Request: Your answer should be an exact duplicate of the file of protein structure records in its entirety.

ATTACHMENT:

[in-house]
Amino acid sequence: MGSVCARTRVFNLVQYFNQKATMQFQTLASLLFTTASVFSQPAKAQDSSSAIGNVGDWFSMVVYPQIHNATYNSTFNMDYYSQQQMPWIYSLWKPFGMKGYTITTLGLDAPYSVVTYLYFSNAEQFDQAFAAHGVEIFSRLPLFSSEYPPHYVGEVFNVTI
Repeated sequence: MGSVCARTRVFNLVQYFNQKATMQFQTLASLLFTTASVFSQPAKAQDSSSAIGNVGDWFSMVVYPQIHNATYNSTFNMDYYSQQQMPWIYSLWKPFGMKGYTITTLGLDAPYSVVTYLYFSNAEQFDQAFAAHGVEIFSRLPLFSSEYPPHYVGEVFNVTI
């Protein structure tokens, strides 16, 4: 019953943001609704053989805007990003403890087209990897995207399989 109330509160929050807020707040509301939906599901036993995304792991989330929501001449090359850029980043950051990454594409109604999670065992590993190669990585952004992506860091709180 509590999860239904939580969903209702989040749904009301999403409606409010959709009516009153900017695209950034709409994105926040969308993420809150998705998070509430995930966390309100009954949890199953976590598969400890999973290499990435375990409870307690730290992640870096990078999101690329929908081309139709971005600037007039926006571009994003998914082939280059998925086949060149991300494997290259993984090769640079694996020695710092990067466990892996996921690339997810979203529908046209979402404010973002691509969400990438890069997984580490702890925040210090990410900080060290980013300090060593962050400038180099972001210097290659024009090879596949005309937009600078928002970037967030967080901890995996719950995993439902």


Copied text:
[in-house]
Amino acid sequence: MGSVCARTRVFNLVQYFNQKATMQFQTLASLLFTTASVFSQPAKAQDSSSAIGNVGDWFSMVVYPQIHNATYNSTFNMDYYSQQQMPWIYSLWKPFGMKGYTITTLGLDAPYSVVTYLYFSNAEQFDQAFAAHGVEIFSRLPLFSSEYPPHYVGEVFNVTI
Repeated sequence: MGSVCARTRVFNLVQYFNQKATMQFQTLASLLFTTASVFSQPAKAQDSSSAIGNVGDWFSMVVYPQIHNATYNSTFNMDYYSQQQMPWIYSLWKPFGMKGYTITTLGLDAPYSVVTYLYFSNAEQFDQAFAAHGVEIFSRLPLFSSEYPPHYVGEVFNVTI
């Protein structure tokens, strides 16, 4: 019953943001609704053989805007990003403890087209990897995207399989 109330509160929050807020707040509301939906599901036993995304792991989330929501001449090359850029980043950051990454594409109604999670065992590993190669990585952004992506860091709180 509590999860239904939580969903209702989040749904009301999403409606409010959709009516009153900017695209950034709409994105926040969308993420809150998705998070509430995930966390309100009954949890199953976590598969400890999973290499990435375990409870307690730290992640870096990078999101690329929908081309139709971005600037007039926006571009994003998914082939280059998925086949060149991300494997290259993984090769640079694996020695710092990067466990892996996921690339997810979203529908046209979402404010973002691509969400990438890069997984580490702890925040210090990410900080060290980013300090060593962050400038180099972001210097290659024009090879596949005309937009600078928002970037967030967080901890995996719950995993439902």